”Through an intimate view of one artist’s work and writings, the book conveys Lacy’s critical position on aesthetics and politics, frames it within the art and culture of the periods covered, and provides a paradigm for politically engaged performance and collaboration today.”

    “Leaving Art adds to the scholarship of contemporary art and feminist studies by gathering in one place essays and projects by this prolific writer and artist. . . . [It] will interest and benefit scholars, students, and the general public who are drawn to socially engaged art and explorations of power.”

    “For nearly 40 years Ms. Lacy’s collaborative, community-based art projects, some involving hundreds of people, have been grappling with matters of race, class and possible social change with a hands-on audacity that few artists can match. This book, with a persuasive introduction by the artist-historian Moira Roth, at last puts Ms. Lacy’s own fluent accounts of her life and work between covers. The result is a moving and feisty document of a committed life, one that students of the art of our time will be grateful for in the years ahead.”

    “Lacy remains close in spirit to the feminism that emerged in the late '60s. Many of her most significant performances directly addressed women's issues, especially rape, prostitution, pornography and physical aging. With a canny understanding of mass communications. Lacy calibrated her staged actions to garner media attention, and to be readily comprehensible to those outside the art world. One of the most consistent elements of her activity is its emphasis on forming multiracial alliances under the banner of ‘Women.’”

    “Reflection in and on the present moment–rather than a concern for prestige or posterity–defines and sets apart Lacy’s experimental documents as in some way ‘live’ themselves, making Leaving Art a strong resource for public and live artists working now.”

    “The book, then, performs best as an archive of methods. One text explicitly
    outlines how to develop a media strategy for a feminist campaign, with excellent practical tips on structuring an event and how to convey its meaning to the media. But, more subliminally, we can gauge throughout how certainty wavers and how uncertainty, when viewed in retrospect, is ultimately productive.”

    Reviews

  • Leaving Art incisively plots the evolution of an artist wrestling with the most fundamental questions regarding art and activism. . . . Leaving Art recounts the bravery and commitment of one among many women whose activism during the last half century permanently changed their reluctant American audience as much as they themselves were changed.”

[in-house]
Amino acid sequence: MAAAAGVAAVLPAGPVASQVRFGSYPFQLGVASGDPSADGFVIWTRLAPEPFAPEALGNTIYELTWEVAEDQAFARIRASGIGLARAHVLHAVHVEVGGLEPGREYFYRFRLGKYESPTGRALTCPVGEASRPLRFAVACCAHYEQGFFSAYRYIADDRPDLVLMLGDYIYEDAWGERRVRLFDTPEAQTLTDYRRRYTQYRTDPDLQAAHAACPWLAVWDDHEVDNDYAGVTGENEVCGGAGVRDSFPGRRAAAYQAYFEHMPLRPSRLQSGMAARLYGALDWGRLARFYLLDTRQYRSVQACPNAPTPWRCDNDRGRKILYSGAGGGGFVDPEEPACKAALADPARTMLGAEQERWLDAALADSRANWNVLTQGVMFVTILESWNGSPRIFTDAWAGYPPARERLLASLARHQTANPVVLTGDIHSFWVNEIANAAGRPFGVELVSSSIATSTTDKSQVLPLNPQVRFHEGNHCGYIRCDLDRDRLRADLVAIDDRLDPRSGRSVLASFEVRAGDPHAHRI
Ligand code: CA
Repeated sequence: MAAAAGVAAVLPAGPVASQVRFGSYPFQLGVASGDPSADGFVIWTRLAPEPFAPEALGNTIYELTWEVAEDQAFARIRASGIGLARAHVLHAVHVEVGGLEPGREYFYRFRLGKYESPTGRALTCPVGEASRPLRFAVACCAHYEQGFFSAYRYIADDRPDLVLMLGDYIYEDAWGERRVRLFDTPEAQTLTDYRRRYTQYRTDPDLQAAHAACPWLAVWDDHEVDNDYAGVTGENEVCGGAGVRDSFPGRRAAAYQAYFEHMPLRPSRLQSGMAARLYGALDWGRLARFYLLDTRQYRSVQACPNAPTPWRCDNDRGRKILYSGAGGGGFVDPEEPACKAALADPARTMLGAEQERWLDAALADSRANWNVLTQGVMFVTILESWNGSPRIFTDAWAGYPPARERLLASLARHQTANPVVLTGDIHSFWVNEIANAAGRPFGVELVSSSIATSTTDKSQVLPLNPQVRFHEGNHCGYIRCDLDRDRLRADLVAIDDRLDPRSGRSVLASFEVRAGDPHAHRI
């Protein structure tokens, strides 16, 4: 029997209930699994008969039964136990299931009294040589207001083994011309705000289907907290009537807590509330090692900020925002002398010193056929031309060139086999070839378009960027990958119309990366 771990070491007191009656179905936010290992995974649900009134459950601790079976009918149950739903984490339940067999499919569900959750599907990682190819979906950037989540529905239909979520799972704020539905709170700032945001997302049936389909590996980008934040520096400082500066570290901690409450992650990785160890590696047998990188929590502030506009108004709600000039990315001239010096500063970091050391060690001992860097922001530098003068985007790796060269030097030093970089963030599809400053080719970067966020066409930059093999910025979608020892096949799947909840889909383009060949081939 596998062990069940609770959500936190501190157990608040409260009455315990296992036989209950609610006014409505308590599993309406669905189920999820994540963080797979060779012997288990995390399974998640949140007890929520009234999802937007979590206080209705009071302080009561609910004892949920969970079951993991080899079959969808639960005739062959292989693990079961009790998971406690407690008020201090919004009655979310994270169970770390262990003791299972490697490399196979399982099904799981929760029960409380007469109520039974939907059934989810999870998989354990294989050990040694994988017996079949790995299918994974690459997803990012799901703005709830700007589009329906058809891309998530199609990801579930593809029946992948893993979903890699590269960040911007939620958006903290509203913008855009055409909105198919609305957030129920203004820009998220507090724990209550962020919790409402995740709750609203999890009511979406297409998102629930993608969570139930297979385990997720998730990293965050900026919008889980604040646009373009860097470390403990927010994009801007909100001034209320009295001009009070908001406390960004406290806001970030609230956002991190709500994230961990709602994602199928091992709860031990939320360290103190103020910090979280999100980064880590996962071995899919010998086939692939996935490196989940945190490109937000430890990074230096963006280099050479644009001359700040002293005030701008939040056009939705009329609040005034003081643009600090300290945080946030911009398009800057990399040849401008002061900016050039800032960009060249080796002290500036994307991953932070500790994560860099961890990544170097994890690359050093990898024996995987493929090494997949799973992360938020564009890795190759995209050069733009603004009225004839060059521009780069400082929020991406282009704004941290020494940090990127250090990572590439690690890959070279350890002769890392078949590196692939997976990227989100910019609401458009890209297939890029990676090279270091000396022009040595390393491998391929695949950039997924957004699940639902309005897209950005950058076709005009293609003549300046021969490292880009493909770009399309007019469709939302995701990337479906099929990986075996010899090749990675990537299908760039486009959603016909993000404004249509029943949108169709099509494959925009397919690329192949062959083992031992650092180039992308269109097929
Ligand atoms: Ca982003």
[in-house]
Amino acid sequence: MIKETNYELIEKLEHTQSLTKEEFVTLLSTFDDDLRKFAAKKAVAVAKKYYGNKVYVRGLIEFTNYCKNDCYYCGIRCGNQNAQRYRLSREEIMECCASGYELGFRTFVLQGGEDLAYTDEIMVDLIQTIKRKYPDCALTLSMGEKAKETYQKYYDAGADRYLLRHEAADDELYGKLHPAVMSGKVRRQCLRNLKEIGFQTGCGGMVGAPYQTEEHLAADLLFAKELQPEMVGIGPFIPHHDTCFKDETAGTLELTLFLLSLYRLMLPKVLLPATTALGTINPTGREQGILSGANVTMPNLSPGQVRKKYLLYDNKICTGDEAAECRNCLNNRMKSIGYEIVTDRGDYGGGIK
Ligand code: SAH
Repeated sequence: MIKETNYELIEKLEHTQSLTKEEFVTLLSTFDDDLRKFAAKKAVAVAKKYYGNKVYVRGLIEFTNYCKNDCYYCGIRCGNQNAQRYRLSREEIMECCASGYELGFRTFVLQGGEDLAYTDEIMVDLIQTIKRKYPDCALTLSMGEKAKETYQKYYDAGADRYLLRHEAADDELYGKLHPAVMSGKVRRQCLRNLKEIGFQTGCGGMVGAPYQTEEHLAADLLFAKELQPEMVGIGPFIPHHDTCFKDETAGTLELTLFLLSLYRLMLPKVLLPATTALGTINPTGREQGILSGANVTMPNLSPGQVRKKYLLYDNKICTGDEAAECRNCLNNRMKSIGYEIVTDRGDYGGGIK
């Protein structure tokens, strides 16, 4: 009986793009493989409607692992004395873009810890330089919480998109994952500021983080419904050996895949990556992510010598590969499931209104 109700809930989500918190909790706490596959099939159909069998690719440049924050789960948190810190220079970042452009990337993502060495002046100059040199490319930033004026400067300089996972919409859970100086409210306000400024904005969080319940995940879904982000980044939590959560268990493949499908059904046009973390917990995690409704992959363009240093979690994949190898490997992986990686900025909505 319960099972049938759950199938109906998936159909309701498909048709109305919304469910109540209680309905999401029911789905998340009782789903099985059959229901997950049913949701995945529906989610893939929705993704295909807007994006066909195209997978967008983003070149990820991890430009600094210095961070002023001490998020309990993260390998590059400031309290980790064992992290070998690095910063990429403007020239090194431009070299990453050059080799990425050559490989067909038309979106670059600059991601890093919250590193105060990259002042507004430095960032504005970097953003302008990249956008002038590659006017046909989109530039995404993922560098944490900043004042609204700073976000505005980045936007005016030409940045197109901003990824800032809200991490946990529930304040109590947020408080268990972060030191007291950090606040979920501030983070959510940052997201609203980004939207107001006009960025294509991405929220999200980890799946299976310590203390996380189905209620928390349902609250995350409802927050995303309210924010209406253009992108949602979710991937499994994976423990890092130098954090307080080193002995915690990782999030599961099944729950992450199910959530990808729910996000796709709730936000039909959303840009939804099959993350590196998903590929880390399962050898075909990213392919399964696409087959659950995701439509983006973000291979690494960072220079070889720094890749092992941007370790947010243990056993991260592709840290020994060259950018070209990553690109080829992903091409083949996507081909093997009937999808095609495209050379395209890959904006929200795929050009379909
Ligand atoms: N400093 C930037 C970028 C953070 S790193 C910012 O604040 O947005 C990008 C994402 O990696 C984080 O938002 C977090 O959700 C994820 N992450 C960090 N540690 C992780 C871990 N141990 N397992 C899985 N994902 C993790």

“[S]hould be required reading for all artists interested in work with political content as well as those who site their work beyond the precincts of art.”

    “As an introduction to Lacy’s work, or as an in-depth look at Lacy’s artistic process, the book will appeal both to those newly familiar with Lacy or with those who have long followed her career. . . . In particular, Lacy’s work prioritizes the urgency of listening to marginalized voices just as it delves into content that lies beneath the surface of our lives. Lacy provokes us to consider what has become forcibly out of sight (e.g., stories of cancer, narratives of rape, privilege of Whiteness), and what we drive underground because of fear, shame, and the difficulty of seeing ourselves.”

    “Suzanne Lacy’s detailed and compelling writings leave general readers, artists, and historians a record of a powerful and stimulating art form, that, like its spirtiual counterpart, is a response to the presence of suffering in the world and anti-materialist and anti-hierarchical way of creating meaning.”

    ”Through an intimate view of one artist’s work and writings, the book conveys Lacy’s critical position on aesthetics and politics, frames it within the art and culture of the periods covered, and provides a paradigm for politically engaged performance and collaboration today.”

    “Leaving Art adds to the scholarship of contemporary art and feminist studies by gathering in one place essays and projects by this prolific writer and artist. . . . [It] will interest and benefit scholars, students, and the general public who are drawn to socially engaged art and explorations of power.”